The moment Beth started to plan her escape with Noah is when the episode actually got interesting. It took way too long to get there though. What I absolutely loved about this was how it clearly presented Beth as a reliable survivor. She may have been a burden on people before, but now she can handle her own. Pushing Gorman (Cullen Moss) into a walker, busting out of a hospital, and maintaining her composure against clear threats are clear examples. She even got her own slow motion action scene where she killed a ton of walkers. There’s no way Noah could have escaped without Beth too. Of course, her getting captured again was the most “Beth” thing to happen.

Photo Credit: Frank Ockenfels 3/AMC
Photo Credit: Frank Ockenfels 3/AMC

Thankfully the momentum carried all the way to the finish where Beth witnesses Carol (Melissa McBride) being taken into the hospital on a gurney. God, what happened to her and Daryl when they left?! I believe that this episode’s ending has yet to bring us up to the events of last week, which leads me to theorize that Daryl and Carol were attacked on the road and got split up. Why is this show so adverse to keeping their cast all together? I honestly have no idea, but I’m looking forward to seeing what Carol will do to these asshats after she decimated Terminus. Or perhaps her presence with Beth and Daryl presumably running into Noah will bring the hammer of Rick (Andrew Lincoln) down. Because let’s be honest, every character introduced is totally expendable. They’re there to rack up the body count.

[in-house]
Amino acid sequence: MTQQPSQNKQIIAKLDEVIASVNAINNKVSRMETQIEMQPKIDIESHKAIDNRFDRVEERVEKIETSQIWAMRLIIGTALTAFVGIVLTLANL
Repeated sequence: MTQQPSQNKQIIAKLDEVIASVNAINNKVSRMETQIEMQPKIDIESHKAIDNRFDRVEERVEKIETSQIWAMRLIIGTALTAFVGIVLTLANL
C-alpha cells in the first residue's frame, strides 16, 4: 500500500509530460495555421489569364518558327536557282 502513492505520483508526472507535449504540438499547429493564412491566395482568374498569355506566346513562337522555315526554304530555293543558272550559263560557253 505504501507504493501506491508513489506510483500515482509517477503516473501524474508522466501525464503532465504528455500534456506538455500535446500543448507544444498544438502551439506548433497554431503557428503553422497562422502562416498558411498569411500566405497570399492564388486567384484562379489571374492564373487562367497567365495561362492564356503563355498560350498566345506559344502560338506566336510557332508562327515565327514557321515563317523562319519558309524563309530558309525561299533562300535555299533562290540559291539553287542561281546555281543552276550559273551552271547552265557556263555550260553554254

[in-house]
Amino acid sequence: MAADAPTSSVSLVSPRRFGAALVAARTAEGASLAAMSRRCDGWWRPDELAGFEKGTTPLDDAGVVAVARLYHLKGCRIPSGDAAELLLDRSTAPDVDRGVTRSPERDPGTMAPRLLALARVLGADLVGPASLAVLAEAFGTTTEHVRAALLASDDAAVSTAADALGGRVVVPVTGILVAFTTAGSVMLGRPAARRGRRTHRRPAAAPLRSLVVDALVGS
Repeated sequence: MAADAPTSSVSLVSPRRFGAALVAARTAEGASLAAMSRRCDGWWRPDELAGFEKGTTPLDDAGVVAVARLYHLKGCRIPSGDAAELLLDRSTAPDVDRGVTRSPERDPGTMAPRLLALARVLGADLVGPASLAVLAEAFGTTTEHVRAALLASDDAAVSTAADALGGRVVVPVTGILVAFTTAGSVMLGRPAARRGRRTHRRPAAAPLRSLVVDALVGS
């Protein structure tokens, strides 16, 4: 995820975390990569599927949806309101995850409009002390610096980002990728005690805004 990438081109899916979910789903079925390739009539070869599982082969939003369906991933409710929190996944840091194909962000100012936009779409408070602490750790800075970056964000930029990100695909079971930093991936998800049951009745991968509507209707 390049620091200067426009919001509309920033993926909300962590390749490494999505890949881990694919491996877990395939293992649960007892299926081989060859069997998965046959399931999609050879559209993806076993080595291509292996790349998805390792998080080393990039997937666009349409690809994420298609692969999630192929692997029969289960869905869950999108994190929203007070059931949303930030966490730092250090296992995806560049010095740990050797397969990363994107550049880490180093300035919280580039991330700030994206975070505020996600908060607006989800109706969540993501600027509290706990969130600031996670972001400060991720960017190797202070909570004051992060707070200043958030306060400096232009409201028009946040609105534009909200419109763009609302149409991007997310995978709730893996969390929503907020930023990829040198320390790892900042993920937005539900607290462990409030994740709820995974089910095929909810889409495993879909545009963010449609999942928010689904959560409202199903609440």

“Slabtown” is easily the weakest episode of the season. It started off slow and failed to gather a lot of momentum to become something worthwhile. The new additions are generally useless too, though there is some potential usage for Edwards, and Noah might just be the guy who brings our protagonists back together with Beth. Dawn however is just a stupid new character who has “doomed” written all over her face. The definite highlight was Beth soundly kicking some ass to bust out but even that ended in a disappointing fashion. Honestly, after last week’s episode, I was under the justifiable impression that Daryl was returning with Beth and this would be a one-off episode. It wasn’t though and now we’re stuck with what we have. At least we know where Beth is and have new characters for Rick’s group to dispose of in crazy ways.

Rating: 7/10

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Luke Kalamar is Pop-Break.com’s television and every Saturday afternoon you can read his retro video game column, Remembering the Classics. He covers Game of Thrones, Saturday Night Live and The Walking Dead (amongst others) every week. As for as his career and literary standing goes — take the best parts of Spider-man, Captain America and Luke Skywalker and you will fully understand his origin story.